Storm system leaves Eastern Carolina, leaving wind damage and outages

Tornado Watch has been canceled

Tree falls on roof

EASTERN CAROLINA - The storm system, blamed for at least two deaths in the Southeast, has moved out of Eastern Carolina- but not before causing toppled trees, downed power lines, and thousands of outages.

NewsChannel 12 went to the 2200 block of Caracara Drive in Fairfield Harbour early Thursday morning, where a tree fell onto a home. The homeowners were asleep when the tree toppled onto their roof at about 2:00 a.m., causing an eight-foot hole, firefighters said. A tarp was placed over that hole to seal from the rain. No one was injured.

In another part of Fairfield Harbour, on Pelican Drive, a tree fell on a car, fire officials said. No one was hurt.

A tree also fell on a car on Old Highway 70 in Craven County Thursday morning. The front of the car was smashed and a person was taken to a hospital with non-life-threatening injuries, emergency officials said.

The strong winds prompted a Tornado Watch to be issued for all Eastern Carolina counties late Wednesday night into Thursday morning. That warning has since been canceled.

Strong winds were blamed for collapsing a barn at an Onslow County hog farm Wednesday evening. Authorities said one person was hurt when the barn, at Coharie Farms, northwest of Richlands, caved in.  The victim's injuries did not appear to be serious, investigators said.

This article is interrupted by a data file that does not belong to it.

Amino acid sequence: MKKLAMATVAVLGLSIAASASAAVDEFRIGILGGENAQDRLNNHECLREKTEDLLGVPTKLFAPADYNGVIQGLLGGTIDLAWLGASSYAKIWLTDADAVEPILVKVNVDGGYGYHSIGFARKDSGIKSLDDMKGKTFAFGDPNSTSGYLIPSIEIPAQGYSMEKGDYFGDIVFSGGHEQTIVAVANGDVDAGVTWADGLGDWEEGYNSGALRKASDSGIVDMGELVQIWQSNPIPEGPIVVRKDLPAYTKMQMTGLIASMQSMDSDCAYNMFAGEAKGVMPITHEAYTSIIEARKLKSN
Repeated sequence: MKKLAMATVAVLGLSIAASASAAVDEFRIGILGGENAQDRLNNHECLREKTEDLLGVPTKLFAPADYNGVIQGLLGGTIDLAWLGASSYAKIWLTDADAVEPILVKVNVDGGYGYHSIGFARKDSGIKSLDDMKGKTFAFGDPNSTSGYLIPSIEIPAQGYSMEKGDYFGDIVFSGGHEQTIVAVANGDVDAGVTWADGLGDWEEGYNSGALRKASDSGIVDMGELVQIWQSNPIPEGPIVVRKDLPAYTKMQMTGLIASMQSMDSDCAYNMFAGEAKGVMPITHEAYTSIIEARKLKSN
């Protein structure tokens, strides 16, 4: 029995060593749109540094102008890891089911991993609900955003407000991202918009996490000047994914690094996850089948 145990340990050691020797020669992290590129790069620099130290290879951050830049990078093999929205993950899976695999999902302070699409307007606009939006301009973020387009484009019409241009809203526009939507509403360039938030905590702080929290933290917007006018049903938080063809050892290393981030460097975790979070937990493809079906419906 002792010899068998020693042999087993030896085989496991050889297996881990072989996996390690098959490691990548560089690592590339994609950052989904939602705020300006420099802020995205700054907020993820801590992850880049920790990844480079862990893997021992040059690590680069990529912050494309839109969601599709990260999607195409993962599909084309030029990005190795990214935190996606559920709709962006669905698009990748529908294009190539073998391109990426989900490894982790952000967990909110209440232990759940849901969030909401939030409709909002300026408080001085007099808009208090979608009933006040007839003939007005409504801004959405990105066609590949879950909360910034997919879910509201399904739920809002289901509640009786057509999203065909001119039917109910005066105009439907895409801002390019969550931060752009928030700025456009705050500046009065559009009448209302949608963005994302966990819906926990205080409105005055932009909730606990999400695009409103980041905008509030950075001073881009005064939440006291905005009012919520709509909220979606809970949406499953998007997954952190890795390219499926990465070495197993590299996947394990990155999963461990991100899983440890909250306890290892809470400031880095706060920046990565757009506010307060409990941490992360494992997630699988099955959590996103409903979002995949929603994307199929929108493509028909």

In Jacksonville, strong winds knocked a stoplight to the ground Wednesday afternoon.

Meanwhile, the storm system caused flash flooding in western parts of North Carolina. At the Biltmore Village, in Asheville, high water levels caused some vehicles to be stalled in the middle of roads, prompting crews to block the flooded streets off. But emergency officials said no injuries were reported.

In Boone, located in the Blue Ridge Mountains, several water rescues took place to help stranded drivers. Many major roadways were blocked off as well, emergency officials said. One driver tweeted that the water was two feet deep at some intersections.

Other states in the South were hit much harder by the 1,000-mile storm system. One person was killed in Tennessee, and another was killed in Georgia.

In Adairsville, about 60 miles from Atlanta, one person died when a tree crushed his mobile home Wednesday, emergency officials said. Several buildings were destroyed in that town and debris littered the streets. In addition, dozens of cars were overturned on a nearby interstate.

In Nashville, Tennessee, a 47-year-old man was killed when a tree fell on a shed he was in, emergency officials said. The victim was taking shelter from strong winds and heavy rain.

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